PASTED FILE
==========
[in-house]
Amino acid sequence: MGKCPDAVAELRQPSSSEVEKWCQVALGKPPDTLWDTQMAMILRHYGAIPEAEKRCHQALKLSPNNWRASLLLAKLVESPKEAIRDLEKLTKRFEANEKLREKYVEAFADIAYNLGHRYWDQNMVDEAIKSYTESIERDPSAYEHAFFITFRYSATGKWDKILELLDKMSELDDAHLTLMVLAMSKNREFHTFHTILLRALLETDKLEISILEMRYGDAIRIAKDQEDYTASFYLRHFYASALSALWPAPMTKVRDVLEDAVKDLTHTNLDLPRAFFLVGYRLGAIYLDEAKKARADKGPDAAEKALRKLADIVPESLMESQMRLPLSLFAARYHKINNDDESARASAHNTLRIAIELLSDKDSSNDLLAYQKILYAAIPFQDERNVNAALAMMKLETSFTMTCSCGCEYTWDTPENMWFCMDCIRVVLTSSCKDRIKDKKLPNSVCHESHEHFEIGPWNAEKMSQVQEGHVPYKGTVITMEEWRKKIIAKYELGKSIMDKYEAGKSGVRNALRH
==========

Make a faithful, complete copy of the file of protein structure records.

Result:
[in-house]
Amino acid sequence: MGKCPDAVAELRQPSSSEVEKWCQVALGKPPDTLWDTQMAMILRHYGAIPEAEKRCHQALKLSPNNWRASLLLAKLVESPKEAIRDLEKLTKRFEANEKLREKYVEAFADIAYNLGHRYWDQNMVDEAIKSYTESIERDPSAYEHAFFITFRYSATGKWDKILELLDKMSELDDAHLTLMVLAMSKNREFHTFHTILLRALLETDKLEISILEMRYGDAIRIAKDQEDYTASFYLRHFYASALSALWPAPMTKVRDVLEDAVKDLTHTNLDLPRAFFLVGYRLGAIYLDEAKKARADKGPDAAEKALRKLADIVPESLMESQMRLPLSLFAARYHKINNDDESARASAHNTLRIAIELLSDKDSSNDLLAYQKILYAAIPFQDERNVNAALAMMKLETSFTMTCSCGCEYTWDTPENMWFCMDCIRVVLTSSCKDRIKDKKLPNSVCHESHEHFEIGPWNAEKMSQVQEGHVPYKGTVITMEEWRKKIIAKYELGKSIMDKYEAGKSGVRNALRH